Hosni Mubarak, President of Egypt for the past thirty years resigned today after almost three weeks of constant protests from his citizens. Pretty much the whole world is rejoicing with the Egyptian protests, as by most accounts the Mubarak regime made a mockery of democracy and fostered a climate of fear to cement his rule. Once that fear began to dissipate, as everyday Egyptians took courage from the actions of their Tunisian brothers in North Africa, Mubarak's grip on power became tenuous, then untenable until finally he admitted defeat and resigned. While everyone else is rejoicing, I'm here to ask:


Elections are not scheduled until September, and in the interim it looks likely that the military is going to take over and run the country until then. Right now, there are few candidates who look like they're about to emerge and ride the wave of popular protest to the Presidential Palace, although the new Vice-President, Omar Suleiman, could be one candidate. However, it's not yet clear whether he'll carry the tarnish from the last days of the Mubarak regime with him.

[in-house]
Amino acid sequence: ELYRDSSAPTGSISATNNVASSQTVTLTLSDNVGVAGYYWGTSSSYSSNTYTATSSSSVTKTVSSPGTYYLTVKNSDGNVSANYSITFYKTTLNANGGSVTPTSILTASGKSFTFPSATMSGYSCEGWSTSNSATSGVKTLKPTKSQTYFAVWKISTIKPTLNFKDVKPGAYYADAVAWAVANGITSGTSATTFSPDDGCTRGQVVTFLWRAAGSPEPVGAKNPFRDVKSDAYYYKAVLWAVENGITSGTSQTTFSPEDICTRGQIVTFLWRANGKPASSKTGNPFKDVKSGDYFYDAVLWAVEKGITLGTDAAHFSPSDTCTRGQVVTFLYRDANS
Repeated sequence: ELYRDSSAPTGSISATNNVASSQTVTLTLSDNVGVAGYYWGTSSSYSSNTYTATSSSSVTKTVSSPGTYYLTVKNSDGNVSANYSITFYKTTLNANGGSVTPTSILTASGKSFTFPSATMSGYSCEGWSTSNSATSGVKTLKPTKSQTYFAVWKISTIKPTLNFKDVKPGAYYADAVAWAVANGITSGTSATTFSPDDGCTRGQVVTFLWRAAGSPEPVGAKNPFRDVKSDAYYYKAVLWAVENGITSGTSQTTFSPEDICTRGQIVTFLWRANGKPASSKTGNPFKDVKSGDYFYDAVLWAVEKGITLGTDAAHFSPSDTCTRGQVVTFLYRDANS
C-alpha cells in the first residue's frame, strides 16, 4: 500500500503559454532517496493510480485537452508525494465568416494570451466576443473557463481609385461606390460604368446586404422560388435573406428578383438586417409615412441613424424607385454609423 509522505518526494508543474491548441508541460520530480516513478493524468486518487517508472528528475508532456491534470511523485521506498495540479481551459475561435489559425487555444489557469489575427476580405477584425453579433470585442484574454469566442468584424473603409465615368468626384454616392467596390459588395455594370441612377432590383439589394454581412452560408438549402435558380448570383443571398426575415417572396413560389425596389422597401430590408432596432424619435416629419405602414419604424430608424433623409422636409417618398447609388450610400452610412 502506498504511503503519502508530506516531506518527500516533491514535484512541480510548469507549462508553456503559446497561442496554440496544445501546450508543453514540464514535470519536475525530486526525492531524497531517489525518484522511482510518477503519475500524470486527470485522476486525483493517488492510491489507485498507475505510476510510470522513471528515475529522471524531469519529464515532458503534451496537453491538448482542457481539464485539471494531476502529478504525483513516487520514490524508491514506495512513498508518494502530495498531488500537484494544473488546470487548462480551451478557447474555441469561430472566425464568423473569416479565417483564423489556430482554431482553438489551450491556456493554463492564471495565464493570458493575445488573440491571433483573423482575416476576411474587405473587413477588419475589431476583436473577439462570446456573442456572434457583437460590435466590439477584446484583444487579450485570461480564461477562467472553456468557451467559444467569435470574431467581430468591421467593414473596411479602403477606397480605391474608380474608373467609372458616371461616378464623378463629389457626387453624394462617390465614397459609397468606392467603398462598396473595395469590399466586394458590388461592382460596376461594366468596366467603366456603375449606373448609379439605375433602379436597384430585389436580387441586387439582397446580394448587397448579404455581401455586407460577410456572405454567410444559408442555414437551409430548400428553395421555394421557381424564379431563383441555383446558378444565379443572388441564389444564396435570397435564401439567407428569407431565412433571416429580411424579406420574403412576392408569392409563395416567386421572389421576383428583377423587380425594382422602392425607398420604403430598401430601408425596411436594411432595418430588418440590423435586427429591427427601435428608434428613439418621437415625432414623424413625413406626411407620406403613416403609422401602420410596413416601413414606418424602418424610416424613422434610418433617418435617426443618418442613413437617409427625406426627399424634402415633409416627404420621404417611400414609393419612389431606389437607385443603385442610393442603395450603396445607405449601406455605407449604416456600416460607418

It is an extremely delicate and dangerous position right now: Egypt has been a clear ally of the US and Israel in the Middle East in recent decades, and now those relationships are completely up in the air. Depending on who takes control, it could be the start of a glorious renaissance of democracy in the Middle East or a reversion to the religious-dominated power structures similar to those found in Saudi Arabia and Iran - two other key players in the region.

The Israeli-angle in this whole situation has either been downplayed or forgotten. I believe that Israel has grown accustomed to a relatively stable and nonbelligerent neighbor to her south, allowing Israel to concentrate on her more dangerous northern border with Lebanon and the two Palestinian territories. With recent developments, Israel has to be extremely nervous as to which direction Egypt will now take and how this will affect the tenuous peace negotiations that have been on and off for years.